We toured the Canadian Wilds, the African savanah and the boy nearly had a melt down before we finally made it to the Asia pavilion with the Komodo Dragon. She was a bit smaller than we anticipated but for our boy it was very exciting to see one in person so to speak. And then to be able to sit on the large Komodo Dragon sculpture afterwards.

From the Zoo, we drove to Drumheller. First stop was the World's Tallest Dinosaur, climbing the inside of the T-rex to view the landscape from inside a T-rex jaw. A brief tour around Reptile World and a visit with Fred, the 600 lb aligator, a crodile lizard (the longest lizard in the world, the Komodo Dragon is the largest lizard), several extremely venomous snakes and the chance to hold Jose, the boa constrictor. Boy fascinated, mummy not so much.

 Onwards to the Royal Tyrrell Museum, which is much expanded since my last visit. Beautiful museum, with fascinating exhibits. Well worth the trip to Drumheller. The following day we did the Badlands interpretive hike and the boy dug for his own dinosaur at Fossil World. We also toured an old coal mine. My husband found the town's dinosaur focus (as in fiberglass dinosaurs on every street corner) a bit over the top but all the kids we saw loved it all.

From Dumheller we moved on to Brooks and a visit to Dinosaur Provincial Park. After miles of canola fields and grazing pastures for cows, sheep and the occasional llama, Dinosaur is once again back in the Badlands. The park is beautiful and seemed quiet after Drumheller. We had booked a Fossil Safari tour which takes groups into the park reserve (not open to the public) to a bone bed, so named because even though this particular area had been excavated already for 11 years, there are still bones underfoot. Our guide made us take an oath to leave all fossils, rocks, etc behind and then told us how to distinguish between a bone and rock or wood. We then spent some time searching for microfossils - small bones, shell, teeth etc. I found bits of tortoise shell, both the boy and I found lots of fossilized crocodile poo (which made him very happy) and my husband found a champasaurus vertebrae (prehistoric crocodile) and a hadrosaur tooth. It was very windy that day, which meant lots of sand in our eyes, but kept the bugs to a minimum. We drove around the public part of the park, viewing the fossil displays along the way, did a couple of short hikes and had a picnic near the campground. I found the park beautiful and awe inspiring. The sense of time and history is amazing, as you are literally walking in prehistoric pathways.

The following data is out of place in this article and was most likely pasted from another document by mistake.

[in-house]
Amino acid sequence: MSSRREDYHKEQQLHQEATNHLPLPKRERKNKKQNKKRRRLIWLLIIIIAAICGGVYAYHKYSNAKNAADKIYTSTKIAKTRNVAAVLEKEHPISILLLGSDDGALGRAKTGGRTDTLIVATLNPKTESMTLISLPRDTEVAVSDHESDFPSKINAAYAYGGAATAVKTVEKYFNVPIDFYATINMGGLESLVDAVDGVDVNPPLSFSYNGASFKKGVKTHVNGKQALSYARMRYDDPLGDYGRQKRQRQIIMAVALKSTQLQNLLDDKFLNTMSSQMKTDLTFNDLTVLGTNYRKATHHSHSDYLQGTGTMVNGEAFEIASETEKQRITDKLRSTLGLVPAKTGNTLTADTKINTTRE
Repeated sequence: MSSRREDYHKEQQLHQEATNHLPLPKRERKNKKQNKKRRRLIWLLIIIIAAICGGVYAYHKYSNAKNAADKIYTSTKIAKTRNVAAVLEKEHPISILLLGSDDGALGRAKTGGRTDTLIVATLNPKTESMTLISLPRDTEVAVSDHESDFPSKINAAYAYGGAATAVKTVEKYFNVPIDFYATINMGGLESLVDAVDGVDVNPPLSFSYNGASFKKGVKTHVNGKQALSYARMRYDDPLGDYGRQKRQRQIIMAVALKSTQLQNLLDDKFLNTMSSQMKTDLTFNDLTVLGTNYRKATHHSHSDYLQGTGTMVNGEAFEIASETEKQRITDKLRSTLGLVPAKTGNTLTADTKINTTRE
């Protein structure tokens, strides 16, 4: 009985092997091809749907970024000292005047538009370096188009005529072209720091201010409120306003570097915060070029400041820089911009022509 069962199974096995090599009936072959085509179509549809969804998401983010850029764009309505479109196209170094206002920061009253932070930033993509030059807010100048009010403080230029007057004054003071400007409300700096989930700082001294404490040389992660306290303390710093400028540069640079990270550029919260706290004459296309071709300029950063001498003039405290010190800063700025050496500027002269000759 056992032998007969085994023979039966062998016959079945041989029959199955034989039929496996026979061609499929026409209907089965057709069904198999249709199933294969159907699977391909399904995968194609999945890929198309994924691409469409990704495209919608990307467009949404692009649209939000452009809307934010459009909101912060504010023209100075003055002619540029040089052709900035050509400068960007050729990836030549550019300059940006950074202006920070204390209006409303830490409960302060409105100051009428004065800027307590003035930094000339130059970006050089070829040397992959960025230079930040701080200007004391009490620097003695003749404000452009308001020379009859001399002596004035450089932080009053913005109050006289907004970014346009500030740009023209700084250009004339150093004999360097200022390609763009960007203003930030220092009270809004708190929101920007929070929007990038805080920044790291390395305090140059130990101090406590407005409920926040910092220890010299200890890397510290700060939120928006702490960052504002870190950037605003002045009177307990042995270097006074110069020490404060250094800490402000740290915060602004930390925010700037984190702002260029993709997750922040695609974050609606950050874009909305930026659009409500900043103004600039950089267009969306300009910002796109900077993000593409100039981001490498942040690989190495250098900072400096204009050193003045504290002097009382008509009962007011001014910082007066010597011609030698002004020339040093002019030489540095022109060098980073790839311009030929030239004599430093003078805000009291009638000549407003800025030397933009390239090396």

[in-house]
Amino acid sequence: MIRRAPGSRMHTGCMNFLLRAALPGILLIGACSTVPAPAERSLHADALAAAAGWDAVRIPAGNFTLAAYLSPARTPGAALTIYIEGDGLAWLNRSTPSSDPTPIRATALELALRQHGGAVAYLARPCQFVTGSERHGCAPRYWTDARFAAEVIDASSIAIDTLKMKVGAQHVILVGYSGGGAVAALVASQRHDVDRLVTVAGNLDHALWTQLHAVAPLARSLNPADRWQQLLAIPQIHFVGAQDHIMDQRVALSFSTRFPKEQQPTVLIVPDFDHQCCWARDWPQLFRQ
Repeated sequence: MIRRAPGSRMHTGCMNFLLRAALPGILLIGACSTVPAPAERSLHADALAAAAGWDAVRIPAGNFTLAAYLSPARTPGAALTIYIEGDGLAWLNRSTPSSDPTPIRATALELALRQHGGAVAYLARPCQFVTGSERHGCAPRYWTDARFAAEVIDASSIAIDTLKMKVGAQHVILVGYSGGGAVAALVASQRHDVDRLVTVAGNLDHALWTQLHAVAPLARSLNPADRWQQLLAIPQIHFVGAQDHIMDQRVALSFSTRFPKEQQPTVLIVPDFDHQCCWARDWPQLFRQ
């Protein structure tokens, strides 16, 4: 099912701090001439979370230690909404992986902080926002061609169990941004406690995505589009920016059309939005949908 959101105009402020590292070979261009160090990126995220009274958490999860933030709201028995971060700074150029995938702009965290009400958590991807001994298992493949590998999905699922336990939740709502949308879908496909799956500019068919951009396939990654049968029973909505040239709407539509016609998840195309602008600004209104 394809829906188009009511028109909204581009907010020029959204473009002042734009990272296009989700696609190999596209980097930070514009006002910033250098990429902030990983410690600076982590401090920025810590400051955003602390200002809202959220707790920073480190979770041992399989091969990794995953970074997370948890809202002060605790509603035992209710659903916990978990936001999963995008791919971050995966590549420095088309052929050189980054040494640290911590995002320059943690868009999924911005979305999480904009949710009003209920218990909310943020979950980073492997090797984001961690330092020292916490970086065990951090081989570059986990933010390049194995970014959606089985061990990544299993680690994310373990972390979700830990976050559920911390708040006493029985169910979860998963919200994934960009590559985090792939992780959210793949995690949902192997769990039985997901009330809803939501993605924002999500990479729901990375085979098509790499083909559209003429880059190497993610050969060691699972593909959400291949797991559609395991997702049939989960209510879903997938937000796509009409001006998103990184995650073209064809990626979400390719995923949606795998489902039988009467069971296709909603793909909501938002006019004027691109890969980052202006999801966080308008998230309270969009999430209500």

some of the fossils we found

we didn't meet a snake in the wild, thankfully
 On the way back home, through Calgary, we visited the War Museums as both my guys love tanks, airplanes, etc and the boy was in tank heaven. A wonderful and different trip.

Spike the Spinosaurus and Al the Allosaurus